Wealth--who has more of it, how it was earned, and how it's spent--has been a centerpiece of the presidential race this year. Now, a new report from the Pew Research Center shows what self-described upper- and upper-middle class Americans really think about their lives, and what less-fortunate Americans really think of them.
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Upper- and upper-middle class Americans describe themselves as happier, less stressed, and healthier than lower-income Americans. They also made it through the recession relatively unscathed and report enjoying their careers more. Around 1 in 3 upper-class Americans say they "frequently experience stress," while close to 6 in 10 lower-class Americans report doing so.
That stress is closely correlated with financial hardship: While just 7 percent of upper-class adults say they struggled to pay their rent or mortgage in the last year, 45 percent of lower-class adults say they had trouble making housing payments. Lower-class respondents also report being much more likely to lose their jobs, with a quarter experiencing a layoff or job loss within the past year, compared to 7 percent of upper-class adults and 12 percent of middle-class adults.
The better health of wealthier Americans also appears to reflect their access to healthcare: 45 percent of lower-class respondents say they had difficulty accessing or affording medical care within the past year, compared to 11 percent of upper-class Americans.
Not surprisingly, wealthier Americans also feel more optimistic about their future financial security. Four in 10 are "very confident" that their savings will last through retirement, while just 1 in 10 lower-class respondents said so.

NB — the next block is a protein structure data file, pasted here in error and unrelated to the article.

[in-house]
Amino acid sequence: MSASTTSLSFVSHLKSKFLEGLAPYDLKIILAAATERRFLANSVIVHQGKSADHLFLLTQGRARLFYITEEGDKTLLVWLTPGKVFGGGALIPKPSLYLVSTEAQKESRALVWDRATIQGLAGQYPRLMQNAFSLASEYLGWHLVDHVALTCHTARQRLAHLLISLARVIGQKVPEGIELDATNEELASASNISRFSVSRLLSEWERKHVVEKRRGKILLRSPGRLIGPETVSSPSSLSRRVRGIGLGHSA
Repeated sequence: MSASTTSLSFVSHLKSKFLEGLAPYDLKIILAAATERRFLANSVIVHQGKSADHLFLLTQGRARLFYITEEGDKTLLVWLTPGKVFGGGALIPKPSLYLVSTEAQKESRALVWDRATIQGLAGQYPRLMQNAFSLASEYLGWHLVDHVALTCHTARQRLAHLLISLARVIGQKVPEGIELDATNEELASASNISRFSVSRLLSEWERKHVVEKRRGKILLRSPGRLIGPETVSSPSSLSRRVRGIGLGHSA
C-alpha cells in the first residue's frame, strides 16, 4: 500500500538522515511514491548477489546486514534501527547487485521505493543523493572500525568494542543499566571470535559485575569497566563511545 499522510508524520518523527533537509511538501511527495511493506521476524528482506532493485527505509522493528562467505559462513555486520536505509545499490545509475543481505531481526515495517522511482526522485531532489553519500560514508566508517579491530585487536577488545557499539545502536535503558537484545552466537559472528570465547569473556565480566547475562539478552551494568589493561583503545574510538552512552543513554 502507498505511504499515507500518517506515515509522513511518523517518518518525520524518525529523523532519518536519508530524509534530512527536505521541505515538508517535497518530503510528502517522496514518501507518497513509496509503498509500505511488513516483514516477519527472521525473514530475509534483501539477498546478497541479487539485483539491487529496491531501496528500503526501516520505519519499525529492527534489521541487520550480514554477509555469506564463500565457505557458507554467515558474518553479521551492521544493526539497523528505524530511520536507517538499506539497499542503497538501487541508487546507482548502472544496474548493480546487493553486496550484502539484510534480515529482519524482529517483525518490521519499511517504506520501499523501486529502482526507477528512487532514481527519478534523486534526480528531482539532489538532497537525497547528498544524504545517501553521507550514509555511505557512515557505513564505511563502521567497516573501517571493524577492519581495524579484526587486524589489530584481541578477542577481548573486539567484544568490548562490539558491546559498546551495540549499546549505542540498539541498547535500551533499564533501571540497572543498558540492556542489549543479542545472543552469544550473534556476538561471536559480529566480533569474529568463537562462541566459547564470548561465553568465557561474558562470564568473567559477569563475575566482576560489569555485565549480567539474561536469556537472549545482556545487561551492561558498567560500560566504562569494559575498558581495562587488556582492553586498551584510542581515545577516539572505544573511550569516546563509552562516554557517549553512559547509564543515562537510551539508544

Meanwhile, most lower-class respondents say they are pessimistic about the future of the U.S. economy, while most upper-class respondents are optimistic. (Middle-class Americans also reported more optimism than pessimism.)
Wealthier Americans are also more likely to feel like they're "making progress in their careers" (84 percent of upper-class respondents report doing so) compared to middle-class respondents (76 percent) and lower-class respondents (54 percent).
Those positive feelings apply to rich people's personal lives, too. The vast majority of upper-class Americans say they are "very satisfied with their family lives; just 57 percent of lower-class Americans say the same. Upper-class Americans are also more likely to be content with their housing situation.
Still, wealthy Americans didn't escape from the recession without a scratch: Four in 10 said they have "cut back on spending." (Eight in 10 lower-class respondents reported doing so.)
As for what poorer Americans think of their wealthier compatriots, many of their beliefs fall along the lines of expected stereotypes: Respondents describe wealthy Americans as greedy and less honest than average Americans, but also more intelligent and harder working. Most respondents also say they think wealthy Americans fail to pay their fair share of taxes, another frequent source of debate in the presidential election. Even upper- and upper-middle class respondents say wealthy Americans pay too little in taxes.
Americans of all financial levels also agree that the gap between rich and poor has widened. (Census Bureau statistics confirm that observation.) Still, respondents' own self-identifications demonstrate the potential for economic mobility: Just 1 in 3 self-described upper-class respondents said they grew up with similar privilege. A similar proportion said they grew up in a lower-class family.
While the amount of money it takes to feel "rich" varies widely by location, respondents estimate that a family of four would need to earn over $100,000 a year. Three in 10 thought they would need to earn at least $250,000. Respondents say it would take $70,000 a year for a family of four to be middle-class.
That figure is far less than the median household income in the United States, which the Census Bureau reports is close to $50,000.
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